Low power use will come at a price, however. Customers wishing to indulge in lower-power chips will have to cough up a $40 premium for the new chips on average, with "Energy Efficient" models costing between $26 and $52 more than the normal versions and "Energy Efficient Small Form Factor" flavors marked up as much as $61. Those premiums aren't anywhere near as high as those seen on the Opteron line, where low-power HE variants cost up to twice as much as regular Opterons, but they will nonetheless force some users to choose between speed and power utilization. The low-power Sempron 3000+ will cost more than all regular Sempron chips, for instance, and the low-power Sempron 3400+ will be more expensive than the regular Athlon 64 3200+. In the Athlon 64 X2 line, the "Energy Efficient Small Form Factor" Athlon 64 X2 3800+ will also cost more than the "Energy Efficient" X2 4000+ and nearly as much as the regular X2 4200+.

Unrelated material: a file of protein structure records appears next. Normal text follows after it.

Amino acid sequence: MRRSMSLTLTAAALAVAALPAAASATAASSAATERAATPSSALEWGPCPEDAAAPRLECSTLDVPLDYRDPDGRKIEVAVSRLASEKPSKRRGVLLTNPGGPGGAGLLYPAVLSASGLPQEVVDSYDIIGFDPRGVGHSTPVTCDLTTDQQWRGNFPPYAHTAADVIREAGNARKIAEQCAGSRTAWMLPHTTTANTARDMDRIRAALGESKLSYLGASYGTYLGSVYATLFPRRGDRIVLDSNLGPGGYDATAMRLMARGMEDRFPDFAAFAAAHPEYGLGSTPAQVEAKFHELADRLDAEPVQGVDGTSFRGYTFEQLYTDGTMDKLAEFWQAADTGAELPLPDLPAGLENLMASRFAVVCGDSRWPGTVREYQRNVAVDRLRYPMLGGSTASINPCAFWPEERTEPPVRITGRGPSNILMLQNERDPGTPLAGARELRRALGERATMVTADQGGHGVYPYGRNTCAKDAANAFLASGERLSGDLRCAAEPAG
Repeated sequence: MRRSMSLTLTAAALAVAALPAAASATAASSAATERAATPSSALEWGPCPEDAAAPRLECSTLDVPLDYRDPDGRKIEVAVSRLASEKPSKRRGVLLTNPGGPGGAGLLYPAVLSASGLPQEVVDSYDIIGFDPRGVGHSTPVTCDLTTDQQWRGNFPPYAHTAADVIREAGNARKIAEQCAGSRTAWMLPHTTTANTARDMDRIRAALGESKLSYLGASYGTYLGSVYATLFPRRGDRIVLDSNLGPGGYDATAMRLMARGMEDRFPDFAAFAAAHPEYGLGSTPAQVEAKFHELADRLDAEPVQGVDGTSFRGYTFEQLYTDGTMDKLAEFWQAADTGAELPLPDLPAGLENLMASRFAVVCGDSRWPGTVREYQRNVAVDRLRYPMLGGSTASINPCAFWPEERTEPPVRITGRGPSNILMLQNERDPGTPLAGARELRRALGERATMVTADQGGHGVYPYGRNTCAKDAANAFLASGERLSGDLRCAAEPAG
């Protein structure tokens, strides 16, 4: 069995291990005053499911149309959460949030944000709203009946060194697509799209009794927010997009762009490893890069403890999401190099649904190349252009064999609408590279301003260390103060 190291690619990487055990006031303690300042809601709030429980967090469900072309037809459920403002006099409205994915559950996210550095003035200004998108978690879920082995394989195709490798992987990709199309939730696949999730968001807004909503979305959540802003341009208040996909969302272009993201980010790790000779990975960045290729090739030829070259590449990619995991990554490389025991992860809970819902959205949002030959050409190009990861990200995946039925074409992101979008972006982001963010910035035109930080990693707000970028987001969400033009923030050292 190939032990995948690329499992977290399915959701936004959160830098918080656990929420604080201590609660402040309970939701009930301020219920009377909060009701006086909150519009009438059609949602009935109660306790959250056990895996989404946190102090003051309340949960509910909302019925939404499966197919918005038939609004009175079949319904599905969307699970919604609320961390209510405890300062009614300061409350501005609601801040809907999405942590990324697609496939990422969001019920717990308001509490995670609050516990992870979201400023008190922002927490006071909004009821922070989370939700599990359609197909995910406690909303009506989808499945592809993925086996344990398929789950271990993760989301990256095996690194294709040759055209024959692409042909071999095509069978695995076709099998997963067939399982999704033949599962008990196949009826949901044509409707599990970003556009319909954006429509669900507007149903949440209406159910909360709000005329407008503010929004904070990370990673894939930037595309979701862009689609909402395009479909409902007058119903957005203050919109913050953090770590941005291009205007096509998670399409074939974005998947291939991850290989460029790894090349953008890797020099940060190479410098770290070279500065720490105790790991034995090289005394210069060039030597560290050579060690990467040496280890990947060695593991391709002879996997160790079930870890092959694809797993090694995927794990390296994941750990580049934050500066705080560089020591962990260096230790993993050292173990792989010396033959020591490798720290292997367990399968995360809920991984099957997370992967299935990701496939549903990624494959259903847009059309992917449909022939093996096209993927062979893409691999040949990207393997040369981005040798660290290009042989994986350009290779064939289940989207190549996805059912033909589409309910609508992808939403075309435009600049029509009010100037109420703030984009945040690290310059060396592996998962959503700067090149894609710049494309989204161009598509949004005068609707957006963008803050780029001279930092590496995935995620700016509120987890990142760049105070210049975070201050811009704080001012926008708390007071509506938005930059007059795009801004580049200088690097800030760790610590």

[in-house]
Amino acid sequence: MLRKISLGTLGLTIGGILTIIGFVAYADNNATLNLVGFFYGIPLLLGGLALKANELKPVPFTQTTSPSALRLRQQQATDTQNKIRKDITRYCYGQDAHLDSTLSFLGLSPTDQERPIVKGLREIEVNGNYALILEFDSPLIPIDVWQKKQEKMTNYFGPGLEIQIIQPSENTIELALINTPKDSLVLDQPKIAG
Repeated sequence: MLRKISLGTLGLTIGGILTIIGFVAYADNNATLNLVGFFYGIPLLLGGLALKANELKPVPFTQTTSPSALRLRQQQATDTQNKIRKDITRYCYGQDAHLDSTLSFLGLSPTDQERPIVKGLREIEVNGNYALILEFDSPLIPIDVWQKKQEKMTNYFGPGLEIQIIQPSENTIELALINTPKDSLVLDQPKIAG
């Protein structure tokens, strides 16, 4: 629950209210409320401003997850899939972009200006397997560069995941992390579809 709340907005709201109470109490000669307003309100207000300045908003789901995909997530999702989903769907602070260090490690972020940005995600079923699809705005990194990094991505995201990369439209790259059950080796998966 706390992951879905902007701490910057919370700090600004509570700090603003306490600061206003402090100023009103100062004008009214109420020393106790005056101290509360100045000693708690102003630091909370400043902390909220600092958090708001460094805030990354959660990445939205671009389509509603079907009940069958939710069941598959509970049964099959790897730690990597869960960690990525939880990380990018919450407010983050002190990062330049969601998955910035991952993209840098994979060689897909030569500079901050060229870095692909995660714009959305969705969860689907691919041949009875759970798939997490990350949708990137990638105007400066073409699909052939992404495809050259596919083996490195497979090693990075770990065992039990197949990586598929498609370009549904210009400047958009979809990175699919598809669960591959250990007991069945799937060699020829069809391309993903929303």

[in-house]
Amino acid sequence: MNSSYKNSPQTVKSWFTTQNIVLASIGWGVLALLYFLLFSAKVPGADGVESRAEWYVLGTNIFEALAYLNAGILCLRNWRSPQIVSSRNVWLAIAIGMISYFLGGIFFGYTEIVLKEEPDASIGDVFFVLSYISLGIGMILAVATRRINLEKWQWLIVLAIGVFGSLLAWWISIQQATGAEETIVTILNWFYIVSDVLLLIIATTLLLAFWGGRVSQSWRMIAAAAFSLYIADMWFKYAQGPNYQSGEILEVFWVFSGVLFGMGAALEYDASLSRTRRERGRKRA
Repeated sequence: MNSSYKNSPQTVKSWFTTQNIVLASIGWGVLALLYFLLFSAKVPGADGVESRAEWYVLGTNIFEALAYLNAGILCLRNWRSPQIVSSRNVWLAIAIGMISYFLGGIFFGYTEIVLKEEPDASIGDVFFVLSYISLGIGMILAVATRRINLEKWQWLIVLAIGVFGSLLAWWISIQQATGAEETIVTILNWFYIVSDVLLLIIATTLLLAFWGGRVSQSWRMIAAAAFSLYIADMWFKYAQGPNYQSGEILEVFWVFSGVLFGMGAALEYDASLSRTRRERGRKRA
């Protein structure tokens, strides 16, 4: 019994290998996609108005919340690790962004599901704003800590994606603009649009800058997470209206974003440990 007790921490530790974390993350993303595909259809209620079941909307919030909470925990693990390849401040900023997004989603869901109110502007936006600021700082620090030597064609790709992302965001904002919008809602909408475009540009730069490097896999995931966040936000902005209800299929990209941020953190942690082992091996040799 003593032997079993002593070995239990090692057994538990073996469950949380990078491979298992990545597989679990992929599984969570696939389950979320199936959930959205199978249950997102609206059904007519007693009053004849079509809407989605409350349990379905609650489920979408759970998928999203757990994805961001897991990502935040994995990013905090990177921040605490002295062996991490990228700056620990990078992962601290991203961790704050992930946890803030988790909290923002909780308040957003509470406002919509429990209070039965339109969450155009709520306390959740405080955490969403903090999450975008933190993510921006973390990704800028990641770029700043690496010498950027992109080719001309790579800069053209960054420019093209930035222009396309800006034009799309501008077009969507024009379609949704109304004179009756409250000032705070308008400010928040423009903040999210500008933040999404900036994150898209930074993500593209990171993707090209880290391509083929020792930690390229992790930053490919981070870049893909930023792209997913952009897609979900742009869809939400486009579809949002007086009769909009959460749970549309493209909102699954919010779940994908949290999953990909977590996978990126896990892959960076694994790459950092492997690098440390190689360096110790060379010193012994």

Aside from announcing low-power chips, AMD also slashed prices in the Athlon 64 line today. The Athlon 64 3500+ and 3200+ have dropped from $208 and $158, respectively, to $189 and $138. AMD also appears to have removed the Athlon 64 4000+ from its price list altogether.